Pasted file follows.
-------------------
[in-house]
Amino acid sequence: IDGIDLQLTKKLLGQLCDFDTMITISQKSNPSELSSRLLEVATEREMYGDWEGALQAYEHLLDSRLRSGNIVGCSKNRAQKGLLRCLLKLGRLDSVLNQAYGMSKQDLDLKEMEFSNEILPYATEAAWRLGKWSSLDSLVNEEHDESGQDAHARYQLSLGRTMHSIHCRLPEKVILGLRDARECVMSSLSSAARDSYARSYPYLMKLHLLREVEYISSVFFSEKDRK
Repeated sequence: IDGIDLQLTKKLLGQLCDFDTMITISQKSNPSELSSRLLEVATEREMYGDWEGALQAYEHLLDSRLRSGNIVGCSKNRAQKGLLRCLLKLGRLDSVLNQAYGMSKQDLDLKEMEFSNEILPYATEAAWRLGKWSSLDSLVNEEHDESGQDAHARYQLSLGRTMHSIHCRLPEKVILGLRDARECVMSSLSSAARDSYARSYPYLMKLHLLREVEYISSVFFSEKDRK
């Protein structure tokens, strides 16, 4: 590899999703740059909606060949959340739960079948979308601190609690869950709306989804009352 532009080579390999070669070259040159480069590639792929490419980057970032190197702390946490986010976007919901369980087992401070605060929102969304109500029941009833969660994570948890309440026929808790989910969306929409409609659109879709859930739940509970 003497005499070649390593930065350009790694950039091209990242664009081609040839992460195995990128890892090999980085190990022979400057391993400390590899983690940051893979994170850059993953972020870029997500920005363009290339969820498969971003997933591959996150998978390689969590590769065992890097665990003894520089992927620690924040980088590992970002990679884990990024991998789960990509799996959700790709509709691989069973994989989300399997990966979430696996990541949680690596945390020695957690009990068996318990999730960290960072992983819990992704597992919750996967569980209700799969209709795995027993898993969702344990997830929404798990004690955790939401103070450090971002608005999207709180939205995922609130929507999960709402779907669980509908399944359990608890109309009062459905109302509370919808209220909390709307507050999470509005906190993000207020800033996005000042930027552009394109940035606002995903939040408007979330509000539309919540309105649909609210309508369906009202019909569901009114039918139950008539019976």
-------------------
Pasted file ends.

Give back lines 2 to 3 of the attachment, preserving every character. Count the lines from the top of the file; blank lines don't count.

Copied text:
Amino acid sequence: IDGIDLQLTKKLLGQLCDFDTMITISQKSNPSELSSRLLEVATEREMYGDWEGALQAYEHLLDSRLRSGNIVGCSKNRAQKGLLRCLLKLGRLDSVLNQAYGMSKQDLDLKEMEFSNEILPYATEAAWRLGKWSSLDSLVNEEHDESGQDAHARYQLSLGRTMHSIHCRLPEKVILGLRDARECVMSSLSSAARDSYARSYPYLMKLHLLREVEYISSVFFSEKDRK
Repeated sequence: IDGIDLQLTKKLLGQLCDFDTMITISQKSNPSELSSRLLEVATEREMYGDWEGALQAYEHLLDSRLRSGNIVGCSKNRAQKGLLRCLLKLGRLDSVLNQAYGMSKQDLDLKEMEFSNEILPYATEAAWRLGKWSSLDSLVNEEHDESGQDAHARYQLSLGRTMHSIHCRLPEKVILGLRDARECVMSSLSSAARDSYARSYPYLMKLHLLREVEYISSVFFSEKDRK